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Finesse rebalance

Blue

Orcus on a bad hair day
In another thread there was an aside about rapiers, with part of it being:

Does it bother you how perfect they are?
So I started to write up a serious reply about how it's not that they were perfect, but that others were not:

if any of it bothered me, it would be how imperfect a bunch of non-finesse weapons are.

Dagger as a simple, light, finesse weapon is d4. We're not going down from there, d4 is our base.

A martial light finesse weapon is the Short Sword, which averages 1 point more on a hit. Fine. A rapier is a martial finesse - no longer light - and it does 1 point more than the short sword. All good. These are properly balanced against each other, and using the d4 as a minimum point they are anchored against the minimum so they can't drop down lower.

Therefore the issue isn't with the rapier, it's that the longswords and other martial 1H weapons aren't d10. It seemed like they tried to balance finesse d8 and versatile d8, but versatile is so situational while finesse is such a game changer.
First thing I realized is that I was derailing a thread, so I didn't post it. The second thing is that the comment about how finesse is such a game changer compared to other keywords has a lot of truth in it.

So I was thinking about a reversion to a mechanic from an earlier edition, and then some 5e flourishes on it.

Finesse becomes that you use DEX or STR to attack. Damage is still STR. This weakens DEX as a do-all ability score and makes finesse less of a game changer out of the gate.

So a default DEX-based rapier is inferior to a default STR-based longsword.

Then we add in a Fighting Style
Swashbuckler: You may use your DEX or STR for damage with all finesse weapons. If you are not holding a shield or non-finesse weapon, you gain +1 AC in light, medium or no armor.

The +1 AC is to bring it up the the level of the other fighting styles, though it's a bit stepping on the Protection style. Other suggestions welcome.

Rogues and Monks would get either this fighting style (which would boost their AC) or just the use DEX for damage as well, as an additional feature.

A feat would also do something similar, probably as a half-feat that also raises DEX.

(Note that if I wanted to make this level of balance, I'd probably also adjust the melee vs. ranfged damage, especially since I did just decrease DEX melee damage but not DEX ranged damage.)

If you think the rapier is too good, would you use this? What does it break? (DEX-clerics?) How can we improve it?
 

jaelis

Explorer
IMO the rapier is a little too good, but I'm OK with the finesse rules in general. So I just say you can't use the rapier with a shield, and that works for me.
 

Cap'n Kobold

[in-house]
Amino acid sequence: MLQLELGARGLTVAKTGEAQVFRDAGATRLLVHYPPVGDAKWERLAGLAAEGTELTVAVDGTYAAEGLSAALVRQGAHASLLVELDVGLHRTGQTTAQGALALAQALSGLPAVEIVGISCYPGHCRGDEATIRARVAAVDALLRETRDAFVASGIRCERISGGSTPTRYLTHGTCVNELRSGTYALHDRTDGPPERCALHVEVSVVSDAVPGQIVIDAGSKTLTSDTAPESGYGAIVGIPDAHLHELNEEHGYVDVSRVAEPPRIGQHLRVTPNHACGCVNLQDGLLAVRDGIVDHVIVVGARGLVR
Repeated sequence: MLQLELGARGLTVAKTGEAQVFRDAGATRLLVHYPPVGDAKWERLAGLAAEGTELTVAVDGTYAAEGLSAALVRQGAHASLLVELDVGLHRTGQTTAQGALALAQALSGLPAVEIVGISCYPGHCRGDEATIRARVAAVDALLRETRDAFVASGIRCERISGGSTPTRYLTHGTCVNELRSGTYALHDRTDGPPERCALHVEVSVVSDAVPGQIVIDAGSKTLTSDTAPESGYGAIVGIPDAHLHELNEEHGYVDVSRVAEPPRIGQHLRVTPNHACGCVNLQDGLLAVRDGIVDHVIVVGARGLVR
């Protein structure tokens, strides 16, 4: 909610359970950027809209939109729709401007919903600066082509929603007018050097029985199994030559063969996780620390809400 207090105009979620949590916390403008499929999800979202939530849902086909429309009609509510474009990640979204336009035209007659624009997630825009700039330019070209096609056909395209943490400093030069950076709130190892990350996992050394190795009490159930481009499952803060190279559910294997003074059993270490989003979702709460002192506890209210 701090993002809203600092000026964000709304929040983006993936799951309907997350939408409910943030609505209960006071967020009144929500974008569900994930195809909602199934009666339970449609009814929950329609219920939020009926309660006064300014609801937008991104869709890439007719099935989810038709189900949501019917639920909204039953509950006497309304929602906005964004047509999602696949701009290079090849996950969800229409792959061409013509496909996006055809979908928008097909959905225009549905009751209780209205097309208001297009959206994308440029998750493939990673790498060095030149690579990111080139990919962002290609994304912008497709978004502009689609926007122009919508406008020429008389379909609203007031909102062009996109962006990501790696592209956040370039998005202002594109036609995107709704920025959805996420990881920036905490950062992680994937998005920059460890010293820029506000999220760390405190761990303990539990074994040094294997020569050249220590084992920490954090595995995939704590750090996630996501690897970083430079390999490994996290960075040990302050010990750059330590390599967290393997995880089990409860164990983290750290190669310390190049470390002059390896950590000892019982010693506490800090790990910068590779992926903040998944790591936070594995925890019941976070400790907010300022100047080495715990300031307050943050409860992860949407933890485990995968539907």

Explorer
I would make it a feat, so that Rogues and other classes can pick it up without multiclassing.
Monks don't need it, since they don't use Finesse as such.

Finesse Fighters and similar classes with Fighting styles already have two pretty good ones for Finesse in Duelling and Two-weapon fighting styles.
 

BookBarbarian

Expert Long Rester
I actually think the balance is good enough right now, but I might think differently in a Featless game. I also wouldn't make finesse a feat, as feats are optional rules.
 
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Xeviat

Explorer
I haven't found an issue with Finesse in my games. Finesse Fighters and Paladins are taking a penalty to AC by not wearing heavy armor. Rogues and Rangers are balanced around finesse.
 

Saelorn

Adventurer
A weak character should never hit harder than a strong character, all else being equal. In my opinion, you could just have finesse weapons add Strength to damage instead of Dex, and leave everything else as-is. Maybe we'd actually get a character with decent Strength and Dexterity, once in a while.
 

Charlaquin

Goblin Queen
I’m a big supporter of Finesse as Dex to hit but not to damage, at least on paper. I haven’t tried it in an actual game yet, but in theory I like it a lot.
 

UngeheuerLich

Adventurer
Only thing I don't like is that wizards rather use daggers than a staff and goblins don't use spears anymore.

I don't have a solution though.
Maybe adding abilities like martial arts to all classes that allow the use of finesse weapons with dexterity seems appropriate.
To make it fair I might be inclined to make all weapons use dex or str to hit and str to damage. I might allow half dexterity bonus rounded down instead of str to damage for finesse weapons if you only wield a light weapon in the off hand.
But this might be tol complicated.
 
Therefore the issue isn't with the rapier, it's that the longswords and other martial 1H weapons aren't d10. It seemed like they tried to balance finesse d8 and versatile d8, but versatile is so situational while finesse is such a game changer.